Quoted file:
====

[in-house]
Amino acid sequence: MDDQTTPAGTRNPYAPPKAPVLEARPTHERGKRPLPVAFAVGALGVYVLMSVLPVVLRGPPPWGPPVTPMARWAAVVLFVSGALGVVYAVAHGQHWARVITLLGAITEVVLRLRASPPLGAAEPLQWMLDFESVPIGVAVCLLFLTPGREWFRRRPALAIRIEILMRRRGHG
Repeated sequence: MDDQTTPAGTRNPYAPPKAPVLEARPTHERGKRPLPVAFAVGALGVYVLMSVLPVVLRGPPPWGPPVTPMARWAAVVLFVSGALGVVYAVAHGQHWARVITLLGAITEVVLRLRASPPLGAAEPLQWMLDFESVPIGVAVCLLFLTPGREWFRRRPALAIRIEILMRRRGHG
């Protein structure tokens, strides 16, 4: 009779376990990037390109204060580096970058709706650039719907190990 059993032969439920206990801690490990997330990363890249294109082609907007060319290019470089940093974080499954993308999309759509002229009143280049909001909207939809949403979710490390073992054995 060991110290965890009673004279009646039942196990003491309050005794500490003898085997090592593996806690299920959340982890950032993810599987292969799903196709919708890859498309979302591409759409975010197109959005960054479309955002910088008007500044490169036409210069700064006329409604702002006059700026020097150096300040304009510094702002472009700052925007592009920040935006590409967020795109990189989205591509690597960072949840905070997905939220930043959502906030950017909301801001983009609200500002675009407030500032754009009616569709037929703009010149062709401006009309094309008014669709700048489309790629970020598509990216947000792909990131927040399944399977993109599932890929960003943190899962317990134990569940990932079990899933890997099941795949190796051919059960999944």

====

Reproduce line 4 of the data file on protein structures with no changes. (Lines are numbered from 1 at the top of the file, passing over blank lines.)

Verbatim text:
């Protein structure tokens, strides 16, 4: 009779376990990037390109204060580096970058709706650039719907190990 059993032969439920206990801690490990997330990363890249294109082609907007060319290019470089940093974080499954993308999309759509002229009143280049909001909207939809949403979710490390073992054995 060991110290965890009673004279009646039942196990003491309050005794500490003898085997090592593996806690299920959340982890950032993810599987292969799903196709919708890859498309979302591409759409975010197109959005960054479309955002910088008007500044490169036409210069700064006329409604702002006059700026020097150096300040304009510094702002472009700052925007592009920040935006590409967020795109990189989205591509690597960072949840905070997905939220930043959502906030950017909301801001983009609200500002675009407030500032754009009616569709037929703009010149062709401006009309094309008014669709700048489309790629970020598509990216947000792909990131927040399944399977993109599932890929960003943190899962317990134990569940990932079990899933890997099941795949190796051919059960999944």